Some people complained that even though the authorities reported sufficient harvest of wheat last year, it is now planning to import more. They are speculating that the government is willing to spend a lump of money on wheat imports, or 200,000 MNT more per ton, compared to its spending on crop procurement from local farmers last fall. Can you comment on this?
As I mentioned before, 20 percent of the wheat harvested last year failed to meet flour production standards. The first frost of fall occurs between August 20 and 25 in agricultural fields and crops need to be planted during a specific period of time to ensure they sprout 85 days before the frost. This will enable farmers to harvest good quality crop. No matter how much effort farmers put, Mongolia faces a drought in spring and in August and September when crops mature, there usually is heavy rainfall, delaying the harvest process. In May, soil temperatures are too low for crops to sprout. Due to these factors, crops weren’t ready by harvest season last year and their quality didn’t meet standards.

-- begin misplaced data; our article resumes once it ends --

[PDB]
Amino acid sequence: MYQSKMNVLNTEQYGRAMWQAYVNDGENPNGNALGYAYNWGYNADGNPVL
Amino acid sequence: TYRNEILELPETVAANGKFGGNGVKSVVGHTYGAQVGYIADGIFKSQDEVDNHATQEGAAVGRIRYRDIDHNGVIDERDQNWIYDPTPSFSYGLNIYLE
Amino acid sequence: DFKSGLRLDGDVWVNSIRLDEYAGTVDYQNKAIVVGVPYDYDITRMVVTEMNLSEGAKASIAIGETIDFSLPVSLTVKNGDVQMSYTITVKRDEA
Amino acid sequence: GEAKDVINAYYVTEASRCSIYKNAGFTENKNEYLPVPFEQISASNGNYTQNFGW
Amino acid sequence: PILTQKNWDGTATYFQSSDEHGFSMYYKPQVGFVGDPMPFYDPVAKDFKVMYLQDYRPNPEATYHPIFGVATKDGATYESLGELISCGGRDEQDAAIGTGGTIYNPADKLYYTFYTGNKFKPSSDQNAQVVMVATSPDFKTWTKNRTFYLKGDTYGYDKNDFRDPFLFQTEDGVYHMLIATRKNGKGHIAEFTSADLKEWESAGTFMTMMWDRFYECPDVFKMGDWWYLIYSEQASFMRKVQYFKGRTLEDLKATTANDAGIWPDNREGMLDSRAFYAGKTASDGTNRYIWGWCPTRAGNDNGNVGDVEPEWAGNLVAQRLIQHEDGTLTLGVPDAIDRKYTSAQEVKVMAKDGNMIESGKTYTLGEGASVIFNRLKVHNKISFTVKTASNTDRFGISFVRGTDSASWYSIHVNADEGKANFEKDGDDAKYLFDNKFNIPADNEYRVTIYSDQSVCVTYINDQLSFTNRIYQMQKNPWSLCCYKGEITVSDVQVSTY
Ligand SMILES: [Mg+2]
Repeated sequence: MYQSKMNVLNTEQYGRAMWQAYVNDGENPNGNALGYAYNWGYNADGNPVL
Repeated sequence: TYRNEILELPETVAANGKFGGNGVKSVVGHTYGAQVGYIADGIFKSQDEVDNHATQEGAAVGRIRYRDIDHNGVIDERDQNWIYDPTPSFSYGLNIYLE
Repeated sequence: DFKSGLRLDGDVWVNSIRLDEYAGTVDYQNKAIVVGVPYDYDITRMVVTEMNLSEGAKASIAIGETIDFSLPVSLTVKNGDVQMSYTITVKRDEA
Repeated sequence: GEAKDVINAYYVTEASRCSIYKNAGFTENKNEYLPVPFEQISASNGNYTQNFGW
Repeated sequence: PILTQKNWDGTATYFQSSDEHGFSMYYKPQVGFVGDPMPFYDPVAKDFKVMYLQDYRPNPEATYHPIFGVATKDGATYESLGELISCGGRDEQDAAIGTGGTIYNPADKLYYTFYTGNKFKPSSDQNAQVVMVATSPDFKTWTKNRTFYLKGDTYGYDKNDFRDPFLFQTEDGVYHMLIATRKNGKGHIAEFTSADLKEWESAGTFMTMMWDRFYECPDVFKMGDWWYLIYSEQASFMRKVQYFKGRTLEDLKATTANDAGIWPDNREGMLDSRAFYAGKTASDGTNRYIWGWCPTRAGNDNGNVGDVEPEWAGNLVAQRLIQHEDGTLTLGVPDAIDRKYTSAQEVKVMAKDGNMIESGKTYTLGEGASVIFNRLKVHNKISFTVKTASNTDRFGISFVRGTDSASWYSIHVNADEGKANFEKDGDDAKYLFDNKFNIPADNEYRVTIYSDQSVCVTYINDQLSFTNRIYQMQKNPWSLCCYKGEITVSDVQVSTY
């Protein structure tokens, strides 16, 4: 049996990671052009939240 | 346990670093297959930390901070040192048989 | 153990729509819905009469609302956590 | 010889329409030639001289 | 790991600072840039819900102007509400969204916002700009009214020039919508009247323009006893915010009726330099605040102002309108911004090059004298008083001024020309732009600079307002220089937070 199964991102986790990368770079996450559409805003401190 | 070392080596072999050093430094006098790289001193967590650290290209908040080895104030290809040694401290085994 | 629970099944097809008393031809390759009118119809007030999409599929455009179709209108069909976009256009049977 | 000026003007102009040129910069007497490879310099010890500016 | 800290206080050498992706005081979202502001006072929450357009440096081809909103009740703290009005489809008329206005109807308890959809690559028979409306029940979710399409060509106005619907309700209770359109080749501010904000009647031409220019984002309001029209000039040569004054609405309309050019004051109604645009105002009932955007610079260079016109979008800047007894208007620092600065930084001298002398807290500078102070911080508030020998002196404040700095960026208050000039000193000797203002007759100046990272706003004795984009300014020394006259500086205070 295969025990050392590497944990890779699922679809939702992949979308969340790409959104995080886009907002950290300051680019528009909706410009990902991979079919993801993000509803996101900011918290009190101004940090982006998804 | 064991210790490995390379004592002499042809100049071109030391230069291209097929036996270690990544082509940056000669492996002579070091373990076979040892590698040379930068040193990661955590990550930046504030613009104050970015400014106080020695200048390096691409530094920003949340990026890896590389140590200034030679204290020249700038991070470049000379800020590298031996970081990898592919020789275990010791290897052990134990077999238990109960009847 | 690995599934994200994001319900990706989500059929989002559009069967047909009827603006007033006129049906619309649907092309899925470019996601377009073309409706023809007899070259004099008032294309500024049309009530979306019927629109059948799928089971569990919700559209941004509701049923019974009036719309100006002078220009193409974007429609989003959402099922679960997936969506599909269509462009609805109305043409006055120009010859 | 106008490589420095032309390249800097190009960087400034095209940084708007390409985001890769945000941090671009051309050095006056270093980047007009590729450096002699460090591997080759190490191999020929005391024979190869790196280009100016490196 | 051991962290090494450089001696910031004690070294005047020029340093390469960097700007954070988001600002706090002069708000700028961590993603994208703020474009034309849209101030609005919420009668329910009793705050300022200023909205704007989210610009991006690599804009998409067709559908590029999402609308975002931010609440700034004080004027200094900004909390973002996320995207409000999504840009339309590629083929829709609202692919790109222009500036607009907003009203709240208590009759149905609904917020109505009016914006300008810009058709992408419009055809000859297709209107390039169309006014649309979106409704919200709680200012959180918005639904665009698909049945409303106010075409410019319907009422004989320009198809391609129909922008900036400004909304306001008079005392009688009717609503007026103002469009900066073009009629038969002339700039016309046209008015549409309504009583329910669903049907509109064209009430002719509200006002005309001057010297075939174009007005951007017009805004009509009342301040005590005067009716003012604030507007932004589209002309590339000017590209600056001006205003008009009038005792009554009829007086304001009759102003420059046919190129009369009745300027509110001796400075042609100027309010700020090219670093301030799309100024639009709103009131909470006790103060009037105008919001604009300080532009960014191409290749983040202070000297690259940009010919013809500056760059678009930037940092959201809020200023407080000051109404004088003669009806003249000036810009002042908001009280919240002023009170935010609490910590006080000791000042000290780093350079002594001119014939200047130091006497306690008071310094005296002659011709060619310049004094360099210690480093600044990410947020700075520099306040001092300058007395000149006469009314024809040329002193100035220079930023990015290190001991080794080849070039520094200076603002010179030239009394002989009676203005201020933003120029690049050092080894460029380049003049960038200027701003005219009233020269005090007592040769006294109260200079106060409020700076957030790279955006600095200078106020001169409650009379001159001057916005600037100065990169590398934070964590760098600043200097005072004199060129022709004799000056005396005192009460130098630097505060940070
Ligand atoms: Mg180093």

The current wheat scarcity was caused by the said 20 percent low-quality crop and heightened consumption driven by precautionary measures (against the coronavirus). In addition, the government doesn’t give out money for importing wheat. Factories will have to buy it themselves in the quoted amount. Under these difficult conditions, people should refrain from spreading wrong information that could worry both the public and farmers.
The quota is for 160,000 tons of wheat, which is slightly over 40 percent of Mongolia's annual crop volume. Do you think farmers will be able to sell their crop later this year?